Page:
Spanish idioms with the word leche
Spanish idioms with the word leche. Leche (milk) is a very common word in Spanish and, even those who have a minimal knowledge of the language are familiar with its meaning. If you have visited any Spanish-speaking country you might have asked for a café con leche.
There are many types of milk: entera (whole milk), desnatada (skimmed milk), condensada (especially for those with a sweet-tooth), evaporada (evaporated) etc. There are even typical desserts from Spanish cuisine such as leche frita (literally, fried milk). And even other types of milk like leche hidratante (body milk) but, apart from all of this, Spanish language has lots of expressions based on the word leche, and all of them have very different meanings.
We’d like to help Spanish students understand all of these expressions that contain the word leche with this guide:
Meaning: Moodiness / Bad temper
A person can have mala leche as part of their personality or he/she can estar de mala leche for a certain reason.
Examples: Luis es muy serio y tiene muy mala leche (Luis is very serious and has bad temper)
Anoche dormí muy poco y hoy estoy de mala leche. (Last night I barely slept and today I am moody).
Ser la leche
Meaning: To be extraordinary
Someone es la leche when they are very good at something, so we could say this is a positive expression. However, it can also be used with irony or as a complaint.
Examples: Esta serie de televisión me encanta, es la leche (I love this TV-series, it is great!)
Marcos es la leche. Le llamé para recordarle que era tu cumpleaños, pero finalmente se le olvidó felicitarte. (That’s terrible! I called Marcos to remind him about your birthday but he in the end forgot to wish you happy birthday).
Darse una leche
Meaning: To hit.
There are many words for “hit”: porrazo, trompazo, castaña, morrón… and also leche.
Example: El niño no paraba quieto y al final se cayó ¡Menuda leche se dio! (The kid kept moving around and in the end, he fell over. Ouch! What a blow!)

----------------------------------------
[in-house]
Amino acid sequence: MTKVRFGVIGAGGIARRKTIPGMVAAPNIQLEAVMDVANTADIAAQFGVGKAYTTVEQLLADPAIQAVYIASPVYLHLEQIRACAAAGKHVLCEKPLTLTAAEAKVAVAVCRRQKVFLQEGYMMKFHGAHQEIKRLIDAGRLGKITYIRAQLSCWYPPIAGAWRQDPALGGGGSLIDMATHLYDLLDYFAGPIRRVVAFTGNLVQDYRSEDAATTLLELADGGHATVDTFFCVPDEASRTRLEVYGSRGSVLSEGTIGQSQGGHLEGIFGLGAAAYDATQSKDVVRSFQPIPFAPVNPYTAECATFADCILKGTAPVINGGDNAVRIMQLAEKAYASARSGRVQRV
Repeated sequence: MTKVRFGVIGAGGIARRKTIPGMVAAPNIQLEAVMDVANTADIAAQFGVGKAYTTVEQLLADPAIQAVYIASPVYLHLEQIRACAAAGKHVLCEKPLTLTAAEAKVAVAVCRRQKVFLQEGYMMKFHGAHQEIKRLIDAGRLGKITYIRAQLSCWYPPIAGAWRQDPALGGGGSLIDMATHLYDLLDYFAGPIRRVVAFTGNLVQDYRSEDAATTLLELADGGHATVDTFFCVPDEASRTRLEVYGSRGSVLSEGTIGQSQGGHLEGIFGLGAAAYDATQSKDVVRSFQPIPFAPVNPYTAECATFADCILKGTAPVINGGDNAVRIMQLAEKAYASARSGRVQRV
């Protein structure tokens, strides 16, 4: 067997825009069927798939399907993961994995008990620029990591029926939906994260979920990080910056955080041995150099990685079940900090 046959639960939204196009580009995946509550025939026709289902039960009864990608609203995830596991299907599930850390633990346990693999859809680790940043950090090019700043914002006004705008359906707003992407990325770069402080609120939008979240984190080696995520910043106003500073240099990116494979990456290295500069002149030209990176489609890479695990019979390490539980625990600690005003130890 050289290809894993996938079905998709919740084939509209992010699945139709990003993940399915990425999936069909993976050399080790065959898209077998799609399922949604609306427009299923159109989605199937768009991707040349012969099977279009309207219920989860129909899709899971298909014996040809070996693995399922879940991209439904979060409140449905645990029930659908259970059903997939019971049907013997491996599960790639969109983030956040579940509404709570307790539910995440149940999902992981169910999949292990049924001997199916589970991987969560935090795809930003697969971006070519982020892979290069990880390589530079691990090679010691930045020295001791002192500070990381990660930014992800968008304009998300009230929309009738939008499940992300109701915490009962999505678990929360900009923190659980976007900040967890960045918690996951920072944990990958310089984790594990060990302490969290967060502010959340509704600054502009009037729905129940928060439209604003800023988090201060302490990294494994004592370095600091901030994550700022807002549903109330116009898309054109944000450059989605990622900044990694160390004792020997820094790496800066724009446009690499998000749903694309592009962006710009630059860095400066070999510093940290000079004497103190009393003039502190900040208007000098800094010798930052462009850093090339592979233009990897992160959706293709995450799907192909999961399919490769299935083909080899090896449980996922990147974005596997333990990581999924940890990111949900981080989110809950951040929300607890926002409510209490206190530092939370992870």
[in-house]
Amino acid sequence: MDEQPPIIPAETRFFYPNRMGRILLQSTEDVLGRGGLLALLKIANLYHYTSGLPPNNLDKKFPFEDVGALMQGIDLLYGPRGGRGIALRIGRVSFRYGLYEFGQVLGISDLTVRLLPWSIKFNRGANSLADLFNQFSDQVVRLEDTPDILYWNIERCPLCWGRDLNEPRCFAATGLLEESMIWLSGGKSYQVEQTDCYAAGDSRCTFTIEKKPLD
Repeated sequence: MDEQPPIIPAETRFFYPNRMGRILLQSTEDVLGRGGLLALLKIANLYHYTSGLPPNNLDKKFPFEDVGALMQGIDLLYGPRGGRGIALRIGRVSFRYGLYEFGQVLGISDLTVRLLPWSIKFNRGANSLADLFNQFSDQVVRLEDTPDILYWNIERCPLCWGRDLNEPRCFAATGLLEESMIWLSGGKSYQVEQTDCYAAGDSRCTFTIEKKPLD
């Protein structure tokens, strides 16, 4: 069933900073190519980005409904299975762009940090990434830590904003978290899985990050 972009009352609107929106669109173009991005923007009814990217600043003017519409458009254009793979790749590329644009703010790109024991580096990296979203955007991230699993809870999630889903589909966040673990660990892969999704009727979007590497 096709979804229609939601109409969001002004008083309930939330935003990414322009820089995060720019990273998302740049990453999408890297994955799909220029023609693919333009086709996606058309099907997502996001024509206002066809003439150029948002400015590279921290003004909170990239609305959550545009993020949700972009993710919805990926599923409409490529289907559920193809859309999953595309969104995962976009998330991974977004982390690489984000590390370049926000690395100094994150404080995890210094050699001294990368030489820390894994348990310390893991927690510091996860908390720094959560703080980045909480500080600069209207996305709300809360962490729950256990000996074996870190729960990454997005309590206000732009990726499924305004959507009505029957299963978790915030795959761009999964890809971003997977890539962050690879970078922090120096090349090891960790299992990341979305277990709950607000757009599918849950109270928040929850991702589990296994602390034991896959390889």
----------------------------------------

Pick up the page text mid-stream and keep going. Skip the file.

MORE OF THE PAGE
A mala leche
Meaning: With a bad intention.
Once again, leche has a negative connotation.
Example: El examen era muy difícil, las preguntas estaban hechas a mala leche. (The exam was very difficult; questions were poorly posed).
A toda leche
A variant of this expression is echando leches.
Examples: Vino a visitarnos, pero se fue echando leches (He came to visit us but left very quickly)
Salí de casa a toda leche y me dejé las llaves. (I left the house so quickly that I forgot the keys).
Meaning: Interjection to express surprise or astonishment. (also in the plural form; leches).
Example: ¡Te he dicho muchas veces que no grites, leche! (I told you many times not to shout, damn it!)
De la leche
Meaning: Very, a lot.
Lastly, the word leche can be used as a quantity expression to indicate a lot/quite/very.
Example: Hacía un frío de la leche (It was quite cold)
Mi perro es la leche de inteligente. (My dog is very intelligent).
As you can see, there are lots of different expressions that contain the word leche. Why don’t you learn some of them and try to use them in a conversation? Just remember, though, that all of these idioms are informal and are used in colloquial conversations.
(Header photo: CallyL – Pixabay)